Topics

moderated Suggested Feature - Provide email "call" for a message by specifying the message number


Bob Bellizzi
 

A non-internet savvy user has become a member of a patient advocacy and support group because they have just been delivered a diagnosis of a very  rare disease and the busy, busy specialist is not a good communicator.  They were told "Go to the Internet to find out about it."   Really, this is a frequent occurrence.

If you have never had a medical diagnosis that threatened your independence or way of life or was otherwise life changing you would understand the panic and stress it brings on and that damn specialist only had t5 minutes for me?

They need information and support and ask the same questions that have been answered many times over decades but they are new to all of this and really aren't interested in the finer points and existential usages of groups.io.

They're not used to much in the way of the Internet and at this point further instruction in its' finer points will turn them off because their goal is information about what's next, etc., not internet education.

We have 20 years of questions and answers now and we would like to utilize some of our library of excellent answers for their education and to get them to understand that many others "have been there and done that".  Telling them to go to our group and look at message #160233 won't cut it but sending them that message of how someone else handled it will.

The Mentors supply a level of group-experienced help and are picked for their role because of attributes like patience, communication skills, patience and ability to ferret answers from our archive.  They help newbies transition into the system providing answers and help and a great deal of stress relief for panicked people.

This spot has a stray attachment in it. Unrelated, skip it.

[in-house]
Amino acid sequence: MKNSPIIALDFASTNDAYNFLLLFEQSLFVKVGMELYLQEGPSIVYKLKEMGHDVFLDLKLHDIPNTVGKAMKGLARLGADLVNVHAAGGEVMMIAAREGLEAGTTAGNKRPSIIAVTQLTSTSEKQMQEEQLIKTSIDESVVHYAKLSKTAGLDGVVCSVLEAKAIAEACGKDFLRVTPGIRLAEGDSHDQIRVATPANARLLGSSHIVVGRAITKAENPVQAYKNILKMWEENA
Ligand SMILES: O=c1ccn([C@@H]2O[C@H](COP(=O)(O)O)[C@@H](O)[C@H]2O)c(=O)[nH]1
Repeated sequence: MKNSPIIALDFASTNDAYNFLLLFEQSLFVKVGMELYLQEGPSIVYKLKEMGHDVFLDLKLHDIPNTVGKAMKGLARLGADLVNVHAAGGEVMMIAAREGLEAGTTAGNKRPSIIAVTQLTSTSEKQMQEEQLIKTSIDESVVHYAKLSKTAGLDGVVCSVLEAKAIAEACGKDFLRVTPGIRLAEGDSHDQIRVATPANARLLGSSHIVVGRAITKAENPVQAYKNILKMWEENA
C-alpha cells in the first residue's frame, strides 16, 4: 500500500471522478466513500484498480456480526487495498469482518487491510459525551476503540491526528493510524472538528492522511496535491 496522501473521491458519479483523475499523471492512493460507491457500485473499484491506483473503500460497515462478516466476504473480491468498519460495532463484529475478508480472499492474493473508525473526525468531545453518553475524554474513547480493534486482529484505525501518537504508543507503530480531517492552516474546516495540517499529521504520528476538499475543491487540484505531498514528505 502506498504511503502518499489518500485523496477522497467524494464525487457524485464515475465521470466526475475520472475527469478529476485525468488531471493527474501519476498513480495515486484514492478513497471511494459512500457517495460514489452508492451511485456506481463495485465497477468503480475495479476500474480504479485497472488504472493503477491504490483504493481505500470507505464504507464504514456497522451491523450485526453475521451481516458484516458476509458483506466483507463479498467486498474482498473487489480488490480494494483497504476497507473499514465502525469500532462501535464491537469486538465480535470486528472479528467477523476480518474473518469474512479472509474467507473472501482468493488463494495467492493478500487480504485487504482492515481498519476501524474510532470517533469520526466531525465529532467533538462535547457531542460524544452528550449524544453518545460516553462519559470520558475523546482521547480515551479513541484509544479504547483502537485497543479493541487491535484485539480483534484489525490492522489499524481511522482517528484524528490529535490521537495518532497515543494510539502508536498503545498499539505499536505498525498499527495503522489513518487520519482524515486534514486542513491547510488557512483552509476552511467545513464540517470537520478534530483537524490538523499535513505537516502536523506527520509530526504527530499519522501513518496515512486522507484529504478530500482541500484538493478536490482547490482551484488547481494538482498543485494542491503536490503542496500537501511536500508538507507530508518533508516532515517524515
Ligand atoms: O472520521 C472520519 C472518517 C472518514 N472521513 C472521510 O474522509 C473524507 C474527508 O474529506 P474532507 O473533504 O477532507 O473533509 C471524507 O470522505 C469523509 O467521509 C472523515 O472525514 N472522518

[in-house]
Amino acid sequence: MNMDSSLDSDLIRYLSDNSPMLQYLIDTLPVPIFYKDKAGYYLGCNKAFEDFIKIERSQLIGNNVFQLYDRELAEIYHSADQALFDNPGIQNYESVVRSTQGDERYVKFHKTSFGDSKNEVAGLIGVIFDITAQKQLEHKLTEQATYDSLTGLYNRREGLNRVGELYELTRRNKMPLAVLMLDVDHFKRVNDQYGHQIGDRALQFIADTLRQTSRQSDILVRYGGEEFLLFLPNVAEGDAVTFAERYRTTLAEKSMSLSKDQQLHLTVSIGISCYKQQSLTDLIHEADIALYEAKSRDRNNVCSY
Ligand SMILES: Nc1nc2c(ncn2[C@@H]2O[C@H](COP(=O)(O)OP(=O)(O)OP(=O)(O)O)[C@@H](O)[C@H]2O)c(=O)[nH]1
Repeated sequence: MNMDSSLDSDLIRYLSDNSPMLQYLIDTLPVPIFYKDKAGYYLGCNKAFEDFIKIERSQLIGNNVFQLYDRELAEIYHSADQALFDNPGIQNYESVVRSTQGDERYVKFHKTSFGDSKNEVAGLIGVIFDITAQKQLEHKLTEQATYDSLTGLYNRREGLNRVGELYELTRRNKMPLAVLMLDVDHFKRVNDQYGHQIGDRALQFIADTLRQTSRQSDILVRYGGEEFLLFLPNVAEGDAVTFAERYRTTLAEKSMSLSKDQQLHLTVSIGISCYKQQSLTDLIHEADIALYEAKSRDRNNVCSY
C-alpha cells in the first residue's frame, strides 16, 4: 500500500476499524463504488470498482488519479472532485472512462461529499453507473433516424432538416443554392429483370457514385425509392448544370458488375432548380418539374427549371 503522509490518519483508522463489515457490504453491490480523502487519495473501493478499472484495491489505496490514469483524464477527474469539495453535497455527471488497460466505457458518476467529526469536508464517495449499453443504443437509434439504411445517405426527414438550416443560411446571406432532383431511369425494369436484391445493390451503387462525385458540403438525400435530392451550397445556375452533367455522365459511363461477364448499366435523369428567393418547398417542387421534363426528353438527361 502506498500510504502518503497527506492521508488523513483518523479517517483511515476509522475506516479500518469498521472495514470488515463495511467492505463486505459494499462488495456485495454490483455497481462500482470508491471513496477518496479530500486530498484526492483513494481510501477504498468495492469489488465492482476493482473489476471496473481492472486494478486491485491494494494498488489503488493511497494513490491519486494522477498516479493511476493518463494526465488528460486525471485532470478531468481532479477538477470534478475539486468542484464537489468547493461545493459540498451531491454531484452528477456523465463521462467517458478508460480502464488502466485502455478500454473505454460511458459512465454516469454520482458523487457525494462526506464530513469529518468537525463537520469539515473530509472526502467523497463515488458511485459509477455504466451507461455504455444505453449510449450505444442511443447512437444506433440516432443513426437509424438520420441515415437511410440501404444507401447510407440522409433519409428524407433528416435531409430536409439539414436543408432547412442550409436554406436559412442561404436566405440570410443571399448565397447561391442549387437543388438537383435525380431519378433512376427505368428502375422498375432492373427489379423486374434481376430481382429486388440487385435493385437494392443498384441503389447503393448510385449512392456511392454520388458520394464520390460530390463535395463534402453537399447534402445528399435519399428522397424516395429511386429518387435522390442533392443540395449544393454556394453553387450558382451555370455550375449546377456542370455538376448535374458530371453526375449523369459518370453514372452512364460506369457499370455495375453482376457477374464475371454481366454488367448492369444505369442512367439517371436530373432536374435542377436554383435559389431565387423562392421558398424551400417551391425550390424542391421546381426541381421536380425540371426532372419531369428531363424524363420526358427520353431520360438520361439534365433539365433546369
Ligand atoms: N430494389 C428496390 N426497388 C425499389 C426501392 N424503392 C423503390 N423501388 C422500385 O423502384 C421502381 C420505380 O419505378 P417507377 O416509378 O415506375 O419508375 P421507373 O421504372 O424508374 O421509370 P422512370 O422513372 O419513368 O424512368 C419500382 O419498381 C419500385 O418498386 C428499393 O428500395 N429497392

--

Bob Bellizzi

Founder, Fuchs Friends ®
Founder & Executive Director, The Corneal Dystrophy Foundation


Bob Bellizzi
 

Kind of a Grub Hub of info?
--

Bob Bellizzi

Founder, Fuchs Friends ®
Founder & Executive Director, The Corneal Dystrophy Foundation


 

Bob, I totally agree with you about that. People with scary medical conditions, and even people with cats with scary medical conditions, are lucky if they have the presence of mind to increase their internet skills, no matter what level they were at in the first place. Patience is of the essence.


On Sun, Mar 24, 2019 at 10:31 AM Bob Bellizzi <cdfexec@...> wrote:
A non-internet savvy user has become a member of a patient advocacy and support group because they have just been delivered a diagnosis of a very  rare disease and the busy, busy specialist is not a good communicator.  They were told "Go to the Internet to find out about it."   Really, this is a frequent occurrence.

If you have never had a medical diagnosis that threatened your independence or way of life or was otherwise life changing you would understand the panic and stress it brings on and that damn specialist only had t5 minutes for me?

They need information and support and ask the same questions that have been answered many times over decades but they are new to all of this and really aren't interested in the finer points and existential usages of groups.io.

They're not used to much in the way of the Internet and at this point further instruction in its' finer points will turn them off because their goal is information about what's next, etc., not internet education.

We have 20 years of questions and answers now and we would like to utilize some of our library of excellent answers for their education and to get them to understand that many others "have been there and done that".  Telling them to go to our group and look at message #160233 won't cut it but sending them that message of how someone else handled it will.